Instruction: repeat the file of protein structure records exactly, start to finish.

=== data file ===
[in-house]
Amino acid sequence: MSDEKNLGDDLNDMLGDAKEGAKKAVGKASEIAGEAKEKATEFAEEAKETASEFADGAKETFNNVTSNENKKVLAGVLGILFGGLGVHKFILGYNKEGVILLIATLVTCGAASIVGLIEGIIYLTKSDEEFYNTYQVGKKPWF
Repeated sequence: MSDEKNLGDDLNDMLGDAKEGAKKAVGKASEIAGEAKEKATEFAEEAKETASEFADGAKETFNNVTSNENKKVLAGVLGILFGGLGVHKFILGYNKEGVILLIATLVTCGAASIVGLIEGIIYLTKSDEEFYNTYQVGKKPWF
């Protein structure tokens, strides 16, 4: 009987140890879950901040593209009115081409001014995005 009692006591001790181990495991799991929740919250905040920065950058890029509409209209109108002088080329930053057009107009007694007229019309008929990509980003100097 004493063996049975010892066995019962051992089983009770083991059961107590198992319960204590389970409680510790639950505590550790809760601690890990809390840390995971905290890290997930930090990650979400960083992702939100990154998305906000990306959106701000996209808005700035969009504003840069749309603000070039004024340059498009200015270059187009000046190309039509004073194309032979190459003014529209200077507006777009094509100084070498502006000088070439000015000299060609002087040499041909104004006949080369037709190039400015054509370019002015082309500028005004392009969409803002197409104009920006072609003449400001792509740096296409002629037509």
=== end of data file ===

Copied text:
[in-house]
Amino acid sequence: MSDEKNLGDDLNDMLGDAKEGAKKAVGKASEIAGEAKEKATEFAEEAKETASEFADGAKETFNNVTSNENKKVLAGVLGILFGGLGVHKFILGYNKEGVILLIATLVTCGAASIVGLIEGIIYLTKSDEEFYNTYQVGKKPWF
Repeated sequence: MSDEKNLGDDLNDMLGDAKEGAKKAVGKASEIAGEAKEKATEFAEEAKETASEFADGAKETFNNVTSNENKKVLAGVLGILFGGLGVHKFILGYNKEGVILLIATLVTCGAASIVGLIEGIIYLTKSDEEFYNTYQVGKKPWF
């Protein structure tokens, strides 16, 4: 009987140890879950901040593209009115081409001014995005 009692006591001790181990495991799991929740919250905040920065950058890029509409209209109108002088080329930053057009107009007694007229019309008929990509980003100097 004493063996049975010892066995019962051992089983009770083991059961107590198992319960204590389970409680510790639950505590550790809760601690890990809390840390995971905290890290997930930090990650979400960083992702939100990154998305906000990306959106701000996209808005700035969009504003840069749309603000070039004024340059498009200015270059187009000046190309039509004073194309032979190459003014529209200077507006777009094509100084070498502006000088070439000015000299060609002087040499041909104004006949080369037709190039400015054509370019002015082309500028005004392009969409803002197409104009920006072609003449400001792509740096296409002629037509």